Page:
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Marketing Essay 代写: Rolls Royce Plc It Outsourcing

2000,为降低成本和新技术重组的一部分,劳斯莱斯公司外包其IT运营EDS的独家£12亿协议延长至2012。这种“大型外包”所需的90%的劳斯莱斯公司。内部的IT服务和1220名工作人员被训练在EDS的报告对IT部门的剩余头[ 1 ]。 Marketing Essay 代写: Rolls Royce Plc It Outsourcing

EDS需要帮助公司从主机为中心的解决方案外包托管环境并把责任发展电子商务系统、基础设施、网络、系统、应用程序和最终用户的支持。这一战略联盟给了劳斯莱斯的机会,专注于在制造业的核心竞争力,实现显着的成本节约。 Marketing Essay 代写: Rolls Royce Plc It Outsourcing

 Marketing Essay 代写: Rolls Royce Plc It Outsourcing 本报告的设置,以评估决策外包的信息系统部门分析战略联盟和它的含义,劳斯莱斯的未来战略,使用基于资源的视图和交易成本的观点。

In 2000, as part of a cost reduction and new technological restructure, Rolls-Royce plc outsourced its IT operation to EDS in an exclusive £1.2 Billion deal extended until 2012. This “mega outsourcing” required 90% of Rolls-Royce Plc. in-house IT services and a staff of 1,220 to be governed and trained under EDS which reports to the remainder of the IT department heads [1] .

EDS is required to help the company move from the mainframe as the central solution to an outsourced hosted environment and took responsibilities for developing e-business systems, infrastructure, network, systems, applications and end-user support. This strategic alliance gave Rolls-Royce the opportunity to focus on its core competencies in manufacturing and achieve significant cost savings.

This report setups up to evaluate the decision of outsourcing the IT department by analyzing the strategic alliance and its implication to Rolls Royce’s future strategies using the Resource Based View and the Transaction Cost perspectives.

strategic decision

strategic alliances arrangement

The strategic alliance undertaken by Rolls-Royce and EDS is managed through a definitive 12 year, large-scale outsourcing contract. This is an extension of the 1996 outsourcing agreement which in the initial phase will focus on enabling business integrations and work-share collaboration [2] .

EDS’s scope will include developing and integrating e-business solutions, development of three portals covering supply chain, design collaboration and corporate information, consulting-led business initiatives for the global supply chain, innovative application service provision offerings and further improvements to the legacy IT services.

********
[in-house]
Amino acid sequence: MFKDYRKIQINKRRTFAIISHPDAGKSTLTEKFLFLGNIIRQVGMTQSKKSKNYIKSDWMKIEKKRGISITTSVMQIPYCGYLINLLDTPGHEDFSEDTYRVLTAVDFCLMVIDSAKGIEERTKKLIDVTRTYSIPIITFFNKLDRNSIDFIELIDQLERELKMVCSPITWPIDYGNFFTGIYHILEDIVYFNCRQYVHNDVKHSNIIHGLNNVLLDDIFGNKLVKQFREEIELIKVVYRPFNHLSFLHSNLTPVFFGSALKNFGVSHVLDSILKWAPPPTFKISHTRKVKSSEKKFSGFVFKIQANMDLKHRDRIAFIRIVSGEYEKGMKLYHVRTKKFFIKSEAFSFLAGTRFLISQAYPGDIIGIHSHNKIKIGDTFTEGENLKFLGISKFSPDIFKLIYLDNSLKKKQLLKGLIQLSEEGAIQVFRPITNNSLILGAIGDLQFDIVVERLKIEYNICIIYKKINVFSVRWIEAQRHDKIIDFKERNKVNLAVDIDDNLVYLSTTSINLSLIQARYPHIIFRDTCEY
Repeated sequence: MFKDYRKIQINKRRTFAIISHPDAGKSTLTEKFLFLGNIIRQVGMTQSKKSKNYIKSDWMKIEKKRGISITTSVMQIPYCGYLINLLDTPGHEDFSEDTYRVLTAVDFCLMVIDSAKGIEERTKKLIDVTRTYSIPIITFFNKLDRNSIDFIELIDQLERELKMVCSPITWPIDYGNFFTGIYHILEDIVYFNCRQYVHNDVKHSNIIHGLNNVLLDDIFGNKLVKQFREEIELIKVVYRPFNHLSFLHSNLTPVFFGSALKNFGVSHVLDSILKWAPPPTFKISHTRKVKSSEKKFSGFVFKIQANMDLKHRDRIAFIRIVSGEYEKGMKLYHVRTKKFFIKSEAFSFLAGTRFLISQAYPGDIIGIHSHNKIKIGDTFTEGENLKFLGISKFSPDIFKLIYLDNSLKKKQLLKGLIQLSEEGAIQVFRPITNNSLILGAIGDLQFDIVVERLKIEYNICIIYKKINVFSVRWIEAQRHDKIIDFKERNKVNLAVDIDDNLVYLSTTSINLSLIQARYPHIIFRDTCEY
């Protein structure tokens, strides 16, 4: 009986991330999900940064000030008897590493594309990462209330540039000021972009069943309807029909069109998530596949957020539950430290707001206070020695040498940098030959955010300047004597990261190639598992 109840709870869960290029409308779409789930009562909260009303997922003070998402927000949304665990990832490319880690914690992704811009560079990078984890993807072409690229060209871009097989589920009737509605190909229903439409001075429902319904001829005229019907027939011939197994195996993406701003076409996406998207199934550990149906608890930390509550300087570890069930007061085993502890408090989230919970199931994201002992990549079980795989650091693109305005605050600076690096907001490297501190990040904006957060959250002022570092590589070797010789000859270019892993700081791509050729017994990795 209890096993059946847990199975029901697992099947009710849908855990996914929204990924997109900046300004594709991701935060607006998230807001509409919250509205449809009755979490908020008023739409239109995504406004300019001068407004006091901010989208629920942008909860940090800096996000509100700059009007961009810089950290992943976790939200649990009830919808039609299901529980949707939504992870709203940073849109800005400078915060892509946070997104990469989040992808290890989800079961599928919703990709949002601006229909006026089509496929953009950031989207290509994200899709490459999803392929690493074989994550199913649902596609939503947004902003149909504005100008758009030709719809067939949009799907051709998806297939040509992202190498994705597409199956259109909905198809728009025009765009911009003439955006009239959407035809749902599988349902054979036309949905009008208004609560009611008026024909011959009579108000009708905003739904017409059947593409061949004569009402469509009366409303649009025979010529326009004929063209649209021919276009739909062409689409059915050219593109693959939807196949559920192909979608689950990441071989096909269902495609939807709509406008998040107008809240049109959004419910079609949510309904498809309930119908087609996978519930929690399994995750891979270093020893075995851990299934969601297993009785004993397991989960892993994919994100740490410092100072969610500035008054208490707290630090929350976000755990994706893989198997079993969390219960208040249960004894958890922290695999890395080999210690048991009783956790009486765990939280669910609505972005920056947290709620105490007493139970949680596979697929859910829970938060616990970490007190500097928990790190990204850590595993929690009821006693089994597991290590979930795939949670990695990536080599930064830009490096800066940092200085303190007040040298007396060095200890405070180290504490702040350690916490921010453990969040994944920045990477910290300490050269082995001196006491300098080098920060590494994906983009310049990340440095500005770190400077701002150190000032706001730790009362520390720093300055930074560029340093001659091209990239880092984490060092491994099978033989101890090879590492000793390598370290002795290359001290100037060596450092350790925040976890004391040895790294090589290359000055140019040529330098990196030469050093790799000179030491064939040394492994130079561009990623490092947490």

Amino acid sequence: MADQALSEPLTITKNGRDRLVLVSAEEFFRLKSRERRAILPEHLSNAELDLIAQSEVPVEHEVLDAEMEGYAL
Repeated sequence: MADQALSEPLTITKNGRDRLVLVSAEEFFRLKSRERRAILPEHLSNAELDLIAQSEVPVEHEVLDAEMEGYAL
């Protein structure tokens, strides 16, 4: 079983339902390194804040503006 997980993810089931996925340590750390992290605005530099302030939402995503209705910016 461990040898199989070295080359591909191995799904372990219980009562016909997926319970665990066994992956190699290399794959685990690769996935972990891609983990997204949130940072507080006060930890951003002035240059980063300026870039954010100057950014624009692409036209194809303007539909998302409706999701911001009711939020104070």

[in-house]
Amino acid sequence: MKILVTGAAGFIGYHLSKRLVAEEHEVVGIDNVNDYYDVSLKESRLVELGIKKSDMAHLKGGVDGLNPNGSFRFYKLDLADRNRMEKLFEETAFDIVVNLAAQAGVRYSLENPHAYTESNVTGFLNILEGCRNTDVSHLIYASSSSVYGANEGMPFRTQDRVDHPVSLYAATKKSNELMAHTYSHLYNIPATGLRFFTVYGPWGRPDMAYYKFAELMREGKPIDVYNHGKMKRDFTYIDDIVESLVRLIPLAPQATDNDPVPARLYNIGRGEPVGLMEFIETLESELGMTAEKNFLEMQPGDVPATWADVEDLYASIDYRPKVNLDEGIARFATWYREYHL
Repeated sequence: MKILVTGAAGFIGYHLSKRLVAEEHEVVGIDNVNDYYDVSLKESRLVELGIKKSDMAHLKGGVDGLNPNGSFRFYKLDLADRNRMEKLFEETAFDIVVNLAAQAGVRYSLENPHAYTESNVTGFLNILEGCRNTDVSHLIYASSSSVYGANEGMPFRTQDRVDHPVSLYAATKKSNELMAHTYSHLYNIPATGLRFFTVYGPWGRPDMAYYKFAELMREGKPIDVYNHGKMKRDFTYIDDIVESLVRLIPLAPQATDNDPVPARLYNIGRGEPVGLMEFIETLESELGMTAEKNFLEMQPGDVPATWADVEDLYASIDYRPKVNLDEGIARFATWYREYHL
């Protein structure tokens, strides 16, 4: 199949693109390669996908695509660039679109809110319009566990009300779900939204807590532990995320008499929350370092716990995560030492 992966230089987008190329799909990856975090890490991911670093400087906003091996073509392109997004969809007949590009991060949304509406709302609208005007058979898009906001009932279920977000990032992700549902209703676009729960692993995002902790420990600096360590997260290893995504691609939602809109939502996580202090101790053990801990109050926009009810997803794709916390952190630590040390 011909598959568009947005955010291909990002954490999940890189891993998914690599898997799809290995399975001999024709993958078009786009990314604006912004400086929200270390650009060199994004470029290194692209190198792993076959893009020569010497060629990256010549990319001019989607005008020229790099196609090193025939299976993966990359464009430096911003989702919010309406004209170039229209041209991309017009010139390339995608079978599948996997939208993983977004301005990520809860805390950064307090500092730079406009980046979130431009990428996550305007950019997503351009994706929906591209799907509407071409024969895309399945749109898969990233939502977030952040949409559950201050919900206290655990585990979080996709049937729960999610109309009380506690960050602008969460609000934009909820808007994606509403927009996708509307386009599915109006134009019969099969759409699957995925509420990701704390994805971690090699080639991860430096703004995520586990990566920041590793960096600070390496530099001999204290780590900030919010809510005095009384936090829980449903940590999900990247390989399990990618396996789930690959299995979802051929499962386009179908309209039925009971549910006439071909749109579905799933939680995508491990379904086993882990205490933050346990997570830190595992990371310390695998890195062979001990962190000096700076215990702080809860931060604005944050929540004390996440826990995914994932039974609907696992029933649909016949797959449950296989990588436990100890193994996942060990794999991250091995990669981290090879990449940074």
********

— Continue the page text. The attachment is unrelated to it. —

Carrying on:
EDS is also responsible for the Rolls-Royce IT infrastructure, network, systems and application and the end-user support.

The nature of long-term contracts has been argued to lack the flexibility to change with the evolving technology and business needs of the clients, thus the agreement has “termination” get-out clauses, to reflect the supplier’s investment in the client’s IT systems and Rolls-Royce will also retain control for their overall IT strategy.

opportunity and challenge

As part of Rolls-Royce continuous improvement ‘Keisen’ strategy, the 2000 IT outsourcing contract was a major milestone in the development of the legacy systems 1996 contract. By partnering with EDS, Rolls-Royce can leverage on their professional expertise of providing modern, innovative and competitive IT infrastructure. This will also endorse several opportunities explained in details in Appendix A.

The motive for Rolls-Royce to outsource was to achieve a cost savings of approximately 10% in the IT costs. Rolls-Royce lacked the economies of scale in the IT services department; these inefficiencies inflated the costs of the department which were also further subjected to increasing operational control costs, and expanding overhead costs. Gottschalk & Solli-Saether (2005) investigated that in addition to these costs “the strategic issues underlying the outsourcing decision were also internal IT capabilities, and the need for a change agent.” These issues justified the need to outsource the IT department.

However, the challenge is the costs associated with the management of the strategic alliances relationship. For any alliances, especially one with a long-term and large-scale commitment, Rolls-Royce could be vulnerable if (1) EDS folds and (2) lack of flexibility in the system implemented to change with the business needs. In addition, Rolls Royce IT director, Luc Schmitz (2003) admitted to the difficulties in planning and managing long-term contracts but advocated that by the use of specific legal contracts, it hopes to off-set any hold-up problem. [3] All these issues could propose significant transaction costs and negate the cost savings initiative of Rolls-Royce

The other issue could also be that Rolls-Royce might be underestimating the possibility of its in-house IT systems developing into a competency. A large company as Rolls-Royce has the potential to generate economies of scale and scope internally by reproducing methods of vendors, and thus defining it simply in terms of procurements activities fails to capture the true strategic discussion.

In addition there are other challenges facing Rolls-Royce’s decision to outsource, but these 2 are regarded as the main concerns and are discussed in the perspectives mentioned below.

Transaction Costs Economics Perspective

About the perspective

The Transaction Costs Economics (TCE) principle is fairly simple: Efficient firms focus on minimizing the sum of their production costs and transaction costs. Production costs are costs of inputs (raw materials, labor, machinery, etc.) that are used in the production process, while transaction costs are referred to the costs incurred indirectly for using markets such as cost of searching, negotiating, contracting, monitoring, payments etc.